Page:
By Ahmed Saka
Gunmen sprayed bullets from a moving van Monday night, killing ten people in a predominantly Christian town in a region beset by religious tensions, Nigeria's military said Tuesday.
The attackers were speeding along a road leading to the airport in Plateau state, said Capt. Salisu Mustapha, the spokesman for a special military and police force deployed to the area in central Nigeria two years ago to stop communal violence. He said eight victims died on the spot and two others died in a hospital.
Mark Lipdo, head of the Stefanos Foundation, a Christian advocacy group, said witnesses told him the assailants wore military uniforms.
Violence between Christians and Muslims has killed hundreds in the state in recent years and both communities have accused security authorities of taking sides. However, Mustapha denied any military involvement.
"You can get camouflage clothes from the market and criminals have worn uniforms in the past to carry out their attacks," Mustapha said. "Nothing connects the army with these killings."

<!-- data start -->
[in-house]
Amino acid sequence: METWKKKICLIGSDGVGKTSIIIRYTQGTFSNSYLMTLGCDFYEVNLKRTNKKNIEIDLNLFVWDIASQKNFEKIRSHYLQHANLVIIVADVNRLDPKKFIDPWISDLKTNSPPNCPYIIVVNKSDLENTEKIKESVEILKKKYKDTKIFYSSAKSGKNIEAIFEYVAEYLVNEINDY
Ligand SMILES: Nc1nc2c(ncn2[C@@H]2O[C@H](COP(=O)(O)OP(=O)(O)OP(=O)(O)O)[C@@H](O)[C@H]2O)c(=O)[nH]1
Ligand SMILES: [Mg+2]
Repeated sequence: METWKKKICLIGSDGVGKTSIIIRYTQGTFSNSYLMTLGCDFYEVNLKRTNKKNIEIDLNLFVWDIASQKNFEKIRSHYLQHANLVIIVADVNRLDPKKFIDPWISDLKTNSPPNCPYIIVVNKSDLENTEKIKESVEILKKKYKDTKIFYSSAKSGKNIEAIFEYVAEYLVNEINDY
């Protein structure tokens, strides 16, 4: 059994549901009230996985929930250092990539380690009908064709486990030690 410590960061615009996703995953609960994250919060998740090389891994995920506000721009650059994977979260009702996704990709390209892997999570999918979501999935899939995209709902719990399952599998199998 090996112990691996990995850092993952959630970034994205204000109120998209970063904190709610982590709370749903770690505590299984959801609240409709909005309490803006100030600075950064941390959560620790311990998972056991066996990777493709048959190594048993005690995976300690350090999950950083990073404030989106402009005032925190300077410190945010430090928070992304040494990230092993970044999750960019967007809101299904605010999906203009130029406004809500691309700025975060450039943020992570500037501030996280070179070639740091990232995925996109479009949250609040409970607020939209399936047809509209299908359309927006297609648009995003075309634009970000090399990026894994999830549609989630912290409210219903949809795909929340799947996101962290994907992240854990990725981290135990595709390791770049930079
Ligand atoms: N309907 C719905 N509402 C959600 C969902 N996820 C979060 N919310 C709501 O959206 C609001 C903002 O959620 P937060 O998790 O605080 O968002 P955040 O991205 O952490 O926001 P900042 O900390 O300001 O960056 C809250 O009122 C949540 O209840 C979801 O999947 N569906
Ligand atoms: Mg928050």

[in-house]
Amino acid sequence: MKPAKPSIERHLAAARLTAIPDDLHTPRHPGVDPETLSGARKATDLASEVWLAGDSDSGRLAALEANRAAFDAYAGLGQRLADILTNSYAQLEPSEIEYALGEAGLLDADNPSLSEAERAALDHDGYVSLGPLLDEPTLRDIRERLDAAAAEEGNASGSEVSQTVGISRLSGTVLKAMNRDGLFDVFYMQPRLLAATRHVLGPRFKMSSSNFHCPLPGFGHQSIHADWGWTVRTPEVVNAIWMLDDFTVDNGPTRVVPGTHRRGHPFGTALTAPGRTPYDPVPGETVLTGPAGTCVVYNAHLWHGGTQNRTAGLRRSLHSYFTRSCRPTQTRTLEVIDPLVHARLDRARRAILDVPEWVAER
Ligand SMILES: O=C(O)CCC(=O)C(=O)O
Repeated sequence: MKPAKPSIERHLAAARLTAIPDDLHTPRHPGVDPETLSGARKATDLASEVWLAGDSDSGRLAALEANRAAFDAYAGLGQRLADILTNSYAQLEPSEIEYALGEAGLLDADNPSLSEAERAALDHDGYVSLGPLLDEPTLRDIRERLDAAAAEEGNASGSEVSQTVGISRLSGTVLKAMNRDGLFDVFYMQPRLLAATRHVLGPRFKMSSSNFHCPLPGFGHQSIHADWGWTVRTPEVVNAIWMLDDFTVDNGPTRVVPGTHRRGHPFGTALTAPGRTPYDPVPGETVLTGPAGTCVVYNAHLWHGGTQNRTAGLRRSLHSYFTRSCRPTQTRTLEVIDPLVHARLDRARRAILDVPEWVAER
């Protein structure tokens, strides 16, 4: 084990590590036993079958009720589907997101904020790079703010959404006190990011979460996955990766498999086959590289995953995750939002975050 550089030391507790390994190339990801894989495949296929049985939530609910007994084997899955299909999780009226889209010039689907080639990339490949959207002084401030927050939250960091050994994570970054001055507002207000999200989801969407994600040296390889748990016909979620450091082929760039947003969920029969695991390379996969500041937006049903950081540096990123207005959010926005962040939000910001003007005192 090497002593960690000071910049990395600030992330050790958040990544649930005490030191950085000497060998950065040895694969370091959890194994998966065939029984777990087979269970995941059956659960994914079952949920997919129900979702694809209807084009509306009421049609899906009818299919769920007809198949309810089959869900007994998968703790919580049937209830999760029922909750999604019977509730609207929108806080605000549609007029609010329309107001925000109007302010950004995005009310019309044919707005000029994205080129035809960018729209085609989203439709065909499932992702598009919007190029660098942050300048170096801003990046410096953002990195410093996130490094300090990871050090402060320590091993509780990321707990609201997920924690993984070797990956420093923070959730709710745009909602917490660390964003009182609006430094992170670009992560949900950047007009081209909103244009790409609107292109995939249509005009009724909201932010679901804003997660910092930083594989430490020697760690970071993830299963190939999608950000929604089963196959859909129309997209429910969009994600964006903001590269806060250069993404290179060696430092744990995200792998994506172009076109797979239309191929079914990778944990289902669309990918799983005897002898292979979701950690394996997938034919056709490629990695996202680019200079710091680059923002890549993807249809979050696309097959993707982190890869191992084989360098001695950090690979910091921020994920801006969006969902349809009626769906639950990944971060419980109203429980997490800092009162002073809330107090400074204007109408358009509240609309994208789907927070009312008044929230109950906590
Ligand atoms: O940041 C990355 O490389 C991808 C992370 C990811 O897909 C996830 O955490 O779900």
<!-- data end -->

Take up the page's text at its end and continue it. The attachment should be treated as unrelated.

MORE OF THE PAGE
Neither the army nor the police said whether they suspected any particular group and there was no claim of responsibility Tuesday.
The rise of a more sophisticated northern-based Islamist insurgency known as Boko Haram, held responsible for more than 760 deaths this year alone, according to an Associated Press count, has added a new dimension to the long-running conflict.
Nigeria, a multiethnic nation of more than 160 million people, is evenly divided between a mainly Christian south and a predominantly Muslim north. Plateau state is located in the "middle belt," at the meeting point of these two regions.
Human Rights Watch said at least 1,000 people were killed in communal clashes in the state in 2010.